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April 28, 2008 | by  | in News | [ssba]

SRC meeting proves to be a major pull for students

The Student Representative Council (SRC) meeting held on the last Wednesday before the mid-semester break kicked off by scraping past the required 50-person quorum: 57 hands amongst the patrons of Mount Street were badgered into rising for the count.

President Joel Cosgrove, Administrative Vice-President Alexander Neilson and Campaigns Officer Sonny Thomas manned the microphone, running through of a list of the missing exec members: Education Vice- President Rev. Paul Danger Brown was given condolences for being in the Hutt, Welfare Vice-President Melissa Barnard was hard at work handing out flu shots, Queer Rights Officer Rachael Wright is in Australia, and most of the rest of them were in class; Activities Officer Fiona McDonald arrived later. Besides the three MCs and McDonald, the only other Exec member present was Environmental Officer Mark Newton, who helped prepare the first two motions.

Motion One: “That students of VUW support VUW committing to carbon neutrality.” This means attaining carbon sinks, such as forests, to offset any emissions. Last year’s Environmental Officer Tushara Kodikara spoke to the motion, explaining that VUW becoming carbon neutral was the subject of his recent thesis, and pointing out that over 500 US campuses are committed to carbon neutrality. Kodikara argued that VUW should take practical steps to gradually attaining carbon neutrality without destroying its finances or operational ability. Kodikara said he believed carbon neutrality could be achieved within a decade. The motion was overwhelmingly passed.

Motion Two: “That students of VUW do not support free printing.” Moved by Environmental Officer Mark Newton. Given that President Cosgrove ran on a platform of free printing and internet, this motion would effectively take away half of his policy mandate. Speaking against the motion, Cosgrove argued that VUW is wasting paper by passing on the responsibility for payment to students, and noted that 10c per page is “way above cost.” Cosgrove agreed that having a ‘paper-free’ university might be nice, but said that in the meantime VUW should bear the cost of “fair use,” which he defined as 500 free pages of printing per student, per year.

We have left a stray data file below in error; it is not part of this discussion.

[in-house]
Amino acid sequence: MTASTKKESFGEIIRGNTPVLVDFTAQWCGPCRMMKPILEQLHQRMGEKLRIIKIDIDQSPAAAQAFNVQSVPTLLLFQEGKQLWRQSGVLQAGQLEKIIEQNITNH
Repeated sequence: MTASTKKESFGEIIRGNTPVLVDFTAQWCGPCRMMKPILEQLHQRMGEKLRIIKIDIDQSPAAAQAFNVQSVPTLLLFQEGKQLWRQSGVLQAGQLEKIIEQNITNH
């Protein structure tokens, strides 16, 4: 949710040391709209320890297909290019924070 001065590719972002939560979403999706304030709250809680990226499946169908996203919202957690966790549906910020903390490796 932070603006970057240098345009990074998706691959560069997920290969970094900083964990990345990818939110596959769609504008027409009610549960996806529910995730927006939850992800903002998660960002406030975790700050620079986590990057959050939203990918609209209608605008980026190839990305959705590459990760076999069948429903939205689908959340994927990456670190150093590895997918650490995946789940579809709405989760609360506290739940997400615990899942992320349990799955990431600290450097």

Kodikara joined his successor in opposing free printing. He declared that since university management have refused to give a discount of 15c for a double-sided print (as opposed to 10c each for two single sides), they are unlikely to agree to free printing. Cosgrove then asked if the motion could be amended to oppose free unlimited printing, but Newton reconfirmed that the motion would be put to a vote as originally worded. It passed by 32 votes for to 3 against, with 4 abstentions.

Motion Three: “That students of VUW support the principles of fair trade, and that VUWSA work towards making VUW a fair trade campus.”

The motion was moved by Caleb Gordon, who argued that equitable trading partnerships are a better way to help countries develop than “big-brother style” aid handouts. Another speaker argued that we all need to increase the demand for fair trade products. The motion was passed unanimously.

Next up VUWSA had to elect seventeen faculty board delegates. Realising this would be an overly-tedious process, Sonny Thomas ran through the list of nominated names, asking “all those in favour say I”; after receiving a positive response, he would then call out “opposed abstentions carried” and move onto the next name. In this way the SRC was brought to a swift conclusion. Cosgrove talked briefly about the following day’s $10 [billion] student debt protest march, and the meeting finished at 12:38, roughly half an hour after it opened.


About the Author ()

Tristan Egarr edited in 2008. He threw a chair once.

Comments (2)

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  1. Graeme says:

    “Those in favour say aye

  2. Gibbon says:

    Graeme, don’t waste your time…
    This year’s Salient is pretty sloppy with its use of phrases and, I guess, spelling in general.

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